A much-awaited new documentary by MATSUBAYASHI Yoju, director of “Fukushima—memories of the lost landscape” (2011) and “The horses of Fukushima”(2013). During World warⅡ, the Brazil government ordered and forced Japanese immigrants in the port town of Santos to relocate. After the war, this tragedy was rarely talked about among the Japanese-Brazilian community and even family members of the victims did not know the whole story. Looking through a recently-discovered list of residents of Santos from those years, Matsubayashi picks up on the fact that 60 percent were immigrants from Okinawa. With the help of the local association of the people of Okinawan descent, he starts collecting testimonies in order to uncover historical facts to convey to the next generation… This documentary pursues the reality of a misdeed shrouded in mystery and investigates the connection between Okinawa and Brazil through immigration.

Director’s Biography
Matsubayashi was born in Fukuoka 1979. Debuted with “Flower and Troops”(2009).about ex-soldiers who remained in Thailand after world warⅡ. “Fukushima—memories of the lost landscape” was filmed in the city of Minamisoma after the 2011 earthquake. It was invited to Yamagata, Edinburgh, Hong Kong, and other Film Festivals. The Horses of Fukushima was screened at Tokyo FilMeX ,IDFA and other film festivals. He followed with “Reflection”, an investigation on the world of reflecting images. It was an invited Vancouver film festival. Currently lives in Okinawa.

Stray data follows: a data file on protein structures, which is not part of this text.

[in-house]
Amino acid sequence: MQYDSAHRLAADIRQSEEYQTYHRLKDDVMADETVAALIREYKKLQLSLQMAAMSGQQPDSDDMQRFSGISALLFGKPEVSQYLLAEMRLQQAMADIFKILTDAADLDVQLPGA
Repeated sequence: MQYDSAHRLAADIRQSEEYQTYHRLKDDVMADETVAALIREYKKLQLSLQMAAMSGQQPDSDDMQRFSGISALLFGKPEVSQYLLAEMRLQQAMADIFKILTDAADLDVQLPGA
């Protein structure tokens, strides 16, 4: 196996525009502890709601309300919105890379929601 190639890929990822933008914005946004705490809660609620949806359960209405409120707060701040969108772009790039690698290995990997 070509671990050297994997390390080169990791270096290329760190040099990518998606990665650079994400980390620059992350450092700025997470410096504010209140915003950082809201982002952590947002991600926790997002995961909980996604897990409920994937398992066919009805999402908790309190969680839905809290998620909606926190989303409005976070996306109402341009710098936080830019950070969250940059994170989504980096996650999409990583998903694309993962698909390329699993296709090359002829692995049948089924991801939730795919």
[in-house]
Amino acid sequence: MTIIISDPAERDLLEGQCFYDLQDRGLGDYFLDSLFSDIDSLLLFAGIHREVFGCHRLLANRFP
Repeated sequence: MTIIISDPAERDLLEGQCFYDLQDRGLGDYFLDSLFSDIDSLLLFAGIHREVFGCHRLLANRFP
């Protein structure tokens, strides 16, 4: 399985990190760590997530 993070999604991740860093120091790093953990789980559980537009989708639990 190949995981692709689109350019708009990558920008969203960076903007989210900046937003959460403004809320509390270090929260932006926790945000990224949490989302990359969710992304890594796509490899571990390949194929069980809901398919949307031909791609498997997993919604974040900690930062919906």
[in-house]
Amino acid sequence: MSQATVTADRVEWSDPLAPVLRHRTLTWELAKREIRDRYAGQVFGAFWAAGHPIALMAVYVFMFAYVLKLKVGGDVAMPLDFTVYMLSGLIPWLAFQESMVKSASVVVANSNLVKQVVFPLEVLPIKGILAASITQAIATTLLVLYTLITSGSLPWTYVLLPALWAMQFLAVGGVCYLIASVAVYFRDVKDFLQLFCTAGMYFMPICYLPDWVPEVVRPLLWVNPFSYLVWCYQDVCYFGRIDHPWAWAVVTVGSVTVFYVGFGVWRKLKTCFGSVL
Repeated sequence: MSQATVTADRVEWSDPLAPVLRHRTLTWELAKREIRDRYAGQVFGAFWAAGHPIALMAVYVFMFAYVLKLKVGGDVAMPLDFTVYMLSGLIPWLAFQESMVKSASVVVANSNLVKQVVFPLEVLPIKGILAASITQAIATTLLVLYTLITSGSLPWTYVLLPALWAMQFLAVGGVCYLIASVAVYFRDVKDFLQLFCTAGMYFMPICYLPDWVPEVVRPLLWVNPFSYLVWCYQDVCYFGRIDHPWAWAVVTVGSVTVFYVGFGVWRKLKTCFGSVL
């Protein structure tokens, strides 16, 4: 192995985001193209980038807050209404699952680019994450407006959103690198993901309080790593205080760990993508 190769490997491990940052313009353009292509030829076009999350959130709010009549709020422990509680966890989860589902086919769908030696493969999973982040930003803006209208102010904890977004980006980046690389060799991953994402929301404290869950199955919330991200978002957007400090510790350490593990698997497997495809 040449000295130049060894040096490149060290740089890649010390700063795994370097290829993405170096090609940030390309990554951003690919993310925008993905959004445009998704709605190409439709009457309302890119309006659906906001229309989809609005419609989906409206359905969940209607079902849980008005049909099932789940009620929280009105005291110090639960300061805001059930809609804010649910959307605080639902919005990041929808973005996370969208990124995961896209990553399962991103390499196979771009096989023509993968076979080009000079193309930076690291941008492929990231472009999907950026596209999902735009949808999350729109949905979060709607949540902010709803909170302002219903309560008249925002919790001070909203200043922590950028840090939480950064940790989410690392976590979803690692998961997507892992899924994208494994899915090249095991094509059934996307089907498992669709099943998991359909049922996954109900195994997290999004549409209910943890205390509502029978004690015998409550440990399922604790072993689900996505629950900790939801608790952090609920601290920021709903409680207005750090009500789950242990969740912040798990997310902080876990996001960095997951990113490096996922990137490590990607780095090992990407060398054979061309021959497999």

Director’s Statement
I’d always been loath to making documentaries that centered on testimony. But When I realized how little time there was left to film people’s first hand stories from world war Ⅱ, and that there was nobody else working on this material, the project started moving on its own. The subjects are elderly and their memories are unclear. They key to interviewing them and their wartime tales is tested to realize they were all young during the time of their experiences. They are visibly old now, but I was keenly aware they were talking about what they went through as children. I included almost no commentary on historical background or about international relations of the times. That the very same people who saw and experienced the events as children are speaking in their own words. So I tried to make the film as simple as possible in order to keep the testimony alive. This is Japanese Brazilians experienced during the war is not about a faraway time and place but has relevance today.



Official Selection, 21st TOKYO FILMeX Competition
Officially invited to Etude Verdade, 2021

Filming, editing, directing
You Matsubayashi
Color Collection
Syungo Nakaya
Takuya Kawakami
Material Acquisition Assistance
Brazilian Okinawa Kenjin Kai Santos Japanese Association
Country of release, Year of release, Screening time
JAPAN | 2020 | 90min
Official Site